Initially, the Pakistani government lauded Mukhtar as a heroine; President Musharraf even handed her a £4,500 gift. But when the case received publicity abroad and Mukhtar was asked to visit America to talk about her ordeal, the government put her name on Pakistan’s “exit control list”, which blocked her from leaving the country.
They were afraid that the case would give the wrong impression of Pakistan.
According to Amna Buttar, one of Mukhtar’s close circle, a friend of Gen Musharraf threatened her, saying that Pakistan’s intelligence services can “do anything.
We can just pay a little money to some black guys in New York and get people killed there”.
Asked about the ban, President Musharraf said she was being exploited by “Westernised fringe elements” who wanted her to “bad-mouth” Pakistan. He later said that the rape had become a money-making concern.”
“He is a great sardar [chief] and I am a peasant,” said Mukhtar. “But when they talk of me shaming the country, he should be careful, as he is also the son of a woman.”
She may have achieved fame and more money than she could have dreamed of a few years ago, but her life is still in danger.
Just a few hundred yards from her family’s home is the large compound of the Mastoi. They have neither forgotten nor forgiven, and have threatened to kill her and her brother.
Chris Cork, an English development agency consultant who helps Mukhtar with her village projects, is convinced that the Mastoi will get their revenge. “They have said they will kill her one day. And they will. She has great courage and dignity. She never asked for fame.”
“What if you are killed?” I ask Mukhtar.
“I am just the first drop of water in the village,” she says quietly. “I believe it will rain after me.”
When you are no longer afraid of dying, what can they do? No wonder they hate her so: her courage (in the face of her fear) has rendered her enemies impotent.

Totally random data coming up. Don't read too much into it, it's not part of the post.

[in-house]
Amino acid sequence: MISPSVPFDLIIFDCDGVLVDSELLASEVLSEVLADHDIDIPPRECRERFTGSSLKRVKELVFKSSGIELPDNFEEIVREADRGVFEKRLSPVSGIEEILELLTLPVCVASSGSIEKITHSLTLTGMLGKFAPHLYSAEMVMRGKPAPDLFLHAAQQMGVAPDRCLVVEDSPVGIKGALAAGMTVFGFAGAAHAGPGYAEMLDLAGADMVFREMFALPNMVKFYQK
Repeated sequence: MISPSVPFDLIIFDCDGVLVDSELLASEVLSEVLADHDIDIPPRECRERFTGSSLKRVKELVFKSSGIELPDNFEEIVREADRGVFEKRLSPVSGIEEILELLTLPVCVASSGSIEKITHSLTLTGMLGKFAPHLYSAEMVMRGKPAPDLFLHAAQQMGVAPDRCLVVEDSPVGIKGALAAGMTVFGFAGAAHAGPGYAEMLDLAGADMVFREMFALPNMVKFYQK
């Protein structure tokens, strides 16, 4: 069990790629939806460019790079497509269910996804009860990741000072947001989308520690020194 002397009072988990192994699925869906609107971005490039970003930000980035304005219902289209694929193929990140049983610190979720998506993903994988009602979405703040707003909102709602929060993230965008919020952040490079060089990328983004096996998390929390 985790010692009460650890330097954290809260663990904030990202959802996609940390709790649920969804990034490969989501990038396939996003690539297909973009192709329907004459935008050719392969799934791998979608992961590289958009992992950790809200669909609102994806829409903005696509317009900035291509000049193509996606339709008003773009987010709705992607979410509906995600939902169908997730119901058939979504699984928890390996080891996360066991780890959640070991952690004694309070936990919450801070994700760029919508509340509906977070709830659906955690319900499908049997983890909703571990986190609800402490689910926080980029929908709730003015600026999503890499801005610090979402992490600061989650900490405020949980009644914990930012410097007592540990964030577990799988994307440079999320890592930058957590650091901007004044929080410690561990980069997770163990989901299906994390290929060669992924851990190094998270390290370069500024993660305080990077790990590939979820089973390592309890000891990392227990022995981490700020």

This woman did not kill herself — as she was supposed to do — following the gang rape by the Mastoi clan. That she did not do so was not entirely her will, for that was her fervent wish in the days following her ordeal. Anyone so thoroughly violated and wrongly used has that after-effect to deal with: the great desire to die, to obliterate oneself.
Her father and her imam and her uncles supported her through the worst of it. They encouraged her to seek legal redress and their encouragement wrought a miracle beyond their imagining. Their tribeswoman — daughter, niece, cousin — became an international heroine.
Canada, to name just one country, gave her money to further her dreams of educating the girls and boys of her village. She has also brought electrification to her area. Now her days are taken over by the groups who make pilgrimages to see her.
Her story evokes for me another courageous woman, one who did die despite her attempts to get away: Saint Dymphna. Over at The Neighborhood of God, there was a discussion as to whether she was merely a victim or, instead, a heroine. As one commenter, a4g, noted:
…An interesting piece, D, falling on the day Staff Sgt. George T. Alexander Jr. had the unfortunate distinction of being 2000th.
I’ve been thinking about the cries that he is being victimized by the left— and how ignoble a title “Victim” to bestow upon a warrior.
Instead, he is, with his family, a warrior whose service goes beyond merely his life, and includes bearing the weight of fools.
I see St. Dymphna peering out from heaven, dolorous for those who see “victim” in sainthood, but with the twinkled eye and the wry smile of one who can say, “If only they knew…”
Mukhtar Mai knows and that renders her free.
This is not a freedom that many of us are privileged to know. But then again, who of us have endured the experiences of Sergeant Alexander, Saint Dymphna, or Mukhtar Mai? Only one of these three lived to tell about it.
Buy the book here or here, or in the UK, here. Note the variations on the last word of the title: the American version is In the Name of Honor whilst the English version is Honour. Even here. Note the variations on the last word of the title: the American version is In the Name of Honor whilst the English version is Honour. France’s version of Amazon lists it, though there is no translation into French…yet.
Hat tip: New English Review.